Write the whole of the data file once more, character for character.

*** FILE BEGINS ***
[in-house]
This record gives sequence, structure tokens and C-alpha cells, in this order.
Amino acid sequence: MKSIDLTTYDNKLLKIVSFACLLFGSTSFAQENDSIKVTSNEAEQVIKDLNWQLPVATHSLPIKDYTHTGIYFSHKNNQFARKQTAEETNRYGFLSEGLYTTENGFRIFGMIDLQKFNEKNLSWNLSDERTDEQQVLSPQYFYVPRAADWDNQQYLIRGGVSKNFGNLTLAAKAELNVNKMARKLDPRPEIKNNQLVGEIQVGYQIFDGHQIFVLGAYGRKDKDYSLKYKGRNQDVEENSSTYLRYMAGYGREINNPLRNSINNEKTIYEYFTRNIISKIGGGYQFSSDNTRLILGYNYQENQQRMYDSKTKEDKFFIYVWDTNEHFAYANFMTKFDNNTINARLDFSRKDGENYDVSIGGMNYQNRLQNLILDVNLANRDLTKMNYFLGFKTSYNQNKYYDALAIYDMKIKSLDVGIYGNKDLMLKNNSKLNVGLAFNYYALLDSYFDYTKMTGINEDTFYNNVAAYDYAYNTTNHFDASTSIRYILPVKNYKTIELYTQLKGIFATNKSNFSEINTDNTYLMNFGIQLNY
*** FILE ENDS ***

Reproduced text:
[in-house]
This record gives sequence, structure tokens and C-alpha cells, in this order.
Amino acid sequence: MKSIDLTTYDNKLLKIVSFACLLFGSTSFAQENDSIKVTSNEAEQVIKDLNWQLPVATHSLPIKDYTHTGIYFSHKNNQFARKQTAEETNRYGFLSEGLYTTENGFRIFGMIDLQKFNEKNLSWNLSDERTDEQQVLSPQYFYVPRAADWDNQQYLIRGGVSKNFGNLTLAAKAELNVNKMARKLDPRPEIKNNQLVGEIQVGYQIFDGHQIFVLGAYGRKDKDYSLKYKGRNQDVEENSSTYLRYMAGYGREINNPLRNSINNEKTIYEYFTRNIISKIGGGYQFSSDNTRLILGYNYQENQQRMYDSKTKEDKFFIYVWDTNEHFAYANFMTKFDNNTINARLDFSRKDGENYDVSIGGMNYQNRLQNLILDVNLANRDLTKMNYFLGFKTSYNQNKYYDALAIYDMKIKSLDVGIYGNKDLMLKNNSKLNVGLAFNYYALLDSYFDYTKMTGINEDTFYNNVAAYDYAYNTTNHFDASTSIRYILPVKNYKTIELYTQLKGIFATNKSNFSEINTDNTYLMNFGIQLNY